The 76-year-old applied for his firefighter’s pension days after he beat his second wife to death. Ornstead’s daughter from his first marriage, Kristyn McClearn, has been cashing his checks for the past 19 years and is allowed to spend some of the money on herself.
“A lot of people will be angry, but if you read the statute it’s fine. Correct? That’s what the pension board told you, correct? In my opinion? What he did, he’s serving time for it,” McClearn said. “Is it right that he gets his pension? Yes, he deserves his pension. What he did has nothing to do with his being a fireman and he deserves his pension.”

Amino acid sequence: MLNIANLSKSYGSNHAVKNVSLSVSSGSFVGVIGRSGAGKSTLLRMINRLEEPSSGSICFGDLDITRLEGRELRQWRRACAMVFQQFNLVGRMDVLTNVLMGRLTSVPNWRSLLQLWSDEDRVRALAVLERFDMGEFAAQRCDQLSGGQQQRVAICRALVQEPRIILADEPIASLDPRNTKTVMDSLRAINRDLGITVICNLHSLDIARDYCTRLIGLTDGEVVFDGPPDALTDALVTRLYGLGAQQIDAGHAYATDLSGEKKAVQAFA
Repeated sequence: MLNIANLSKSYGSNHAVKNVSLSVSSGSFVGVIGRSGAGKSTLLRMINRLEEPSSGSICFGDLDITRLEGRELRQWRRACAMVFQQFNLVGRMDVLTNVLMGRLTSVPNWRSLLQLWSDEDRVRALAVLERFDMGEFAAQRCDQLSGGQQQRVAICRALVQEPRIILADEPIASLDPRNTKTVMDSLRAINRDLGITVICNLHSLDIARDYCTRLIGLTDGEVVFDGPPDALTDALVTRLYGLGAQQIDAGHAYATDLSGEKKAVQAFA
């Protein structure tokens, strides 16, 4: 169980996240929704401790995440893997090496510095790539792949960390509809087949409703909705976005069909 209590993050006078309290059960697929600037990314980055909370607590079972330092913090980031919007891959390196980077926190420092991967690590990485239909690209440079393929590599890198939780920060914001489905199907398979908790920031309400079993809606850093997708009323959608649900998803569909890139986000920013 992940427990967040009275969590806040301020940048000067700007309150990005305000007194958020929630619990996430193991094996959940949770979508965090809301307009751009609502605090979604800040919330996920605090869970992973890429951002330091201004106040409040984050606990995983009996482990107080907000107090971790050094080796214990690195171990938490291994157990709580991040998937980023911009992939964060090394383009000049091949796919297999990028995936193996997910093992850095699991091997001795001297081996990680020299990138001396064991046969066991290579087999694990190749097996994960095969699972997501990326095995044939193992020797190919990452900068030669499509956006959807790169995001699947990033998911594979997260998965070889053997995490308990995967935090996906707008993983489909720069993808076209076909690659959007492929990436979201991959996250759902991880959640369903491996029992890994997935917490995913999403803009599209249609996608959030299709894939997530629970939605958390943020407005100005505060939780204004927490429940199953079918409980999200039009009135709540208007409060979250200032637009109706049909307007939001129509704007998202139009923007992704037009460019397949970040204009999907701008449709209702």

Ornstead’s son, Richard Trevino, however, does not feel good about him receiving a pension. “For someone else, from what I understand, to be collecting that money and using it to live a better life than most people do, that’s just wrong,” he said. “And it came at the expense of my mother’s life. In a way the passing of my mother was like a lottery ticket to some people.”
In 1994, the former firefighter killed his wife in their home, stuffed her body in the trunk of his car and drove to Racine County, Wis. He later told the police that they had been kidnapped.
Pension expert Bill Zettler believes that giving a pension to a prisoner is immoral. “Social security, if you’re in prison you don’t get it. You can start it again if you’re out. Why can’t the public pensions be just like our pensions?”
Do you think it is wrong to give Ornstead his pension? Or do you believe he is still owed his pension?